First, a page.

James Crawford's Blog

Yamamoto Fountain Pen Friendly Papers

Introduction

My degree is in Fine Art and I’ve been in love with paper for decades. If you follow my Instagram, I still draw and paint. What you may not know is how choosy I am about the substrates I use or my paints of choice. I am picky, very picky.

Bert from Bertram’s Inkwell gave me a “Fountain Pen Friendly Paper Collection” sample package from Yamamoto Papers to review. While I don’t usually review products, I jumped at the chance to try something I’d never tried before.

While it may not look like I had a particular methodology for what I did, there is a logic. In this case, that takes a back seat to “feeling” when it comes to paper.

When you read translations of Japanese, you often see strange combinations of words like, “Feeling Forever Your Happiness,” and you might wonder what they’re trying to communicate. They’re doing their best to define an undefinable emotion to convey what they hope you’ll feel for their product, company, or whatever.

At heart, Japanese is an emotional language. So when I say “Feel” about a paper, it is my way of leaning towards the same style of communication.

Other people have their own way of geeking on something, this is mine.

Methods

Ink choice: Habanero, Yama-Dori, Shigure, Krishna Winter/Cool Breeze, and Delicate Green (the afterthought addition), have distinct characteristics. Habanero is wet and shades. Yama-Dori is a little dry and has superb shading. Shigure is dry and a little flat, often appearing black, not dark purple. The Krishna inks are slightly wet and tend to sheen and shade. Out of all of the inks, Delicate Green is very well behaved, especially in an extra-fine nib.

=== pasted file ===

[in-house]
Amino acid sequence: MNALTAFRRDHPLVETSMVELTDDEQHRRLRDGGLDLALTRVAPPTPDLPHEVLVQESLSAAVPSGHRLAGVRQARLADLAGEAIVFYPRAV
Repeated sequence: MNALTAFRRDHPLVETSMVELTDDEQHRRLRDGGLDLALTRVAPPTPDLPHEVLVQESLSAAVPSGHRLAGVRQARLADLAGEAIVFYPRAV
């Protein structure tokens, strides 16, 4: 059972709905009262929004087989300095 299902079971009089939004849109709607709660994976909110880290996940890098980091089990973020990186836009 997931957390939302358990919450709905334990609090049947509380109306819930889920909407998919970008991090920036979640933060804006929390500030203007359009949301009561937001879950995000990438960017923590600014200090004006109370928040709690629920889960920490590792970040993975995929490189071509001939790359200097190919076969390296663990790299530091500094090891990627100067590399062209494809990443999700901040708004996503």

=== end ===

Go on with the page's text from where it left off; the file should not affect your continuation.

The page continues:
I also used Organics Studio Nitrogen Blue. If there’s an ink that will shade, it’s that one.

A note: on some papers Yama-Dori is actually Robert Oster Morning Mist. It is pretty clear which is which. When you have nearly 200 inks, remembering which is which can be a challenge.

Nibs

Euro M is an older Conway Stewart, the nib was probably made by Bock. 

Japan Fine and Extra Fine are Sailor nibs, which can be wet or dry, and have a bit more feedback than most.

I included three of my nibs in this test, a Kissaki 2-layer, a Warbird v.3, and a Hammerhead-style (9.3mm stroke). These are wet nibs, and I chose them specifically because they’re likely to test a paper’s ink absorption, ghosting, and feathering, in a way that a typical B or BB won’t.

kissaki warbird nibs
Kissaki nib (top) Warbird v. 3 nib (bottom)

Finally, I added a 3.8mm Pilot Parallel to the mix, loaded with Organics Studio Nitrogen Blue. The reason for this addition is simple: a sheen test. I’ve also found that Parallel nibs can challenge some papers.